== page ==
“Aging is not lost youth but a new stage of opportunity and strength.”
– Betty Friedan
By Oliver Kammeyer
I live on a bike path, and just a half-mile east of my place there’s a coffee shop that’s always packed. It seems every day the customers compete to see who can wake up earliest to be first in line. I never win at that.
While I wait in line to order my highly caffeinated drink, I enjoy people-watching those ahead of me and those that got there before them. On a recent morning, as I stood in line for my own jolt of sunshine, I noticed a table full of retirees in colorful cyclists’ jerseys, five or six friends talking news over coffees, teas and matcha lattes, all of them with graying or completely silver hair. I took a bigger look around the cafe and realized there were three tables full of elders, most of them bicyclists, and there may even have been more gray-haired folks out of sight in the restroom.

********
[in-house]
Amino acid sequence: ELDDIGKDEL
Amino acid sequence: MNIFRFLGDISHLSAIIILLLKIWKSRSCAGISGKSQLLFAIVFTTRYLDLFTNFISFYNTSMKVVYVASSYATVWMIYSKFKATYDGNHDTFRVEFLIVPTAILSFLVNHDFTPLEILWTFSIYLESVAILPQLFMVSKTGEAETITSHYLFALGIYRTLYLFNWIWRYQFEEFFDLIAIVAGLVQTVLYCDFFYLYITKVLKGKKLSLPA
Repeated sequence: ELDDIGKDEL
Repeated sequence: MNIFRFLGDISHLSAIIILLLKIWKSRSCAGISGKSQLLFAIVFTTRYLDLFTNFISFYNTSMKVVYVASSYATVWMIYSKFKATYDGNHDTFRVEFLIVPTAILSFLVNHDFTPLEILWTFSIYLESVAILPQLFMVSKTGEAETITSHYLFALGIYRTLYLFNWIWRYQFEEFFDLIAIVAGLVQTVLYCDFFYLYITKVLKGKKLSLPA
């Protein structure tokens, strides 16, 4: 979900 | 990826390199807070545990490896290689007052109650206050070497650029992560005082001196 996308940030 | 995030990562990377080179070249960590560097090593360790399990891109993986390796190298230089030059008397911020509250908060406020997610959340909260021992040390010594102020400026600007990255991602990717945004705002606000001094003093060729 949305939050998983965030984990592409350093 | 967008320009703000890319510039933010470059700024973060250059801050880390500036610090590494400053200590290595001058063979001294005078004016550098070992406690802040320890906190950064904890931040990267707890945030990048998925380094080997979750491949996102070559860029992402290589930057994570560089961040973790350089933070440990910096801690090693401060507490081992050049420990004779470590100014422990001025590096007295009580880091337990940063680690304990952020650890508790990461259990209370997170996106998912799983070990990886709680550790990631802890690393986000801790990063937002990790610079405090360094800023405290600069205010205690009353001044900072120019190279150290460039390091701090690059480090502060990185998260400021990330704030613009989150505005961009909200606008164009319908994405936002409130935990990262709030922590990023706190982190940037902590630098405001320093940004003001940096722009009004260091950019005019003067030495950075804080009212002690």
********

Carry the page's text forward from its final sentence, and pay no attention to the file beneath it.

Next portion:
I live in Tucson, AZ which due to its mild weather is home to many “snowbirds”, an affectionate term for retirees who migrate from colder climates. It suddenly occurred to me that at no other time in human history has there been as many senior citizens living at the same time, and living such active and vibrant lives in bike clubs, pickleball courts, volunteering, or helping out with the grandchildren.
As more of our population has grown older, health and wellbeing have taken center stage in the public consciousness. This has become even more important in these last few years of Covid-19, where having lots of candles on your birthday cake was a serious risk factor. Despite recent news that average lifespans in the US have declined in the last few years, we are still enjoying an incredible period of successful aging.
Seeking the fountain of youth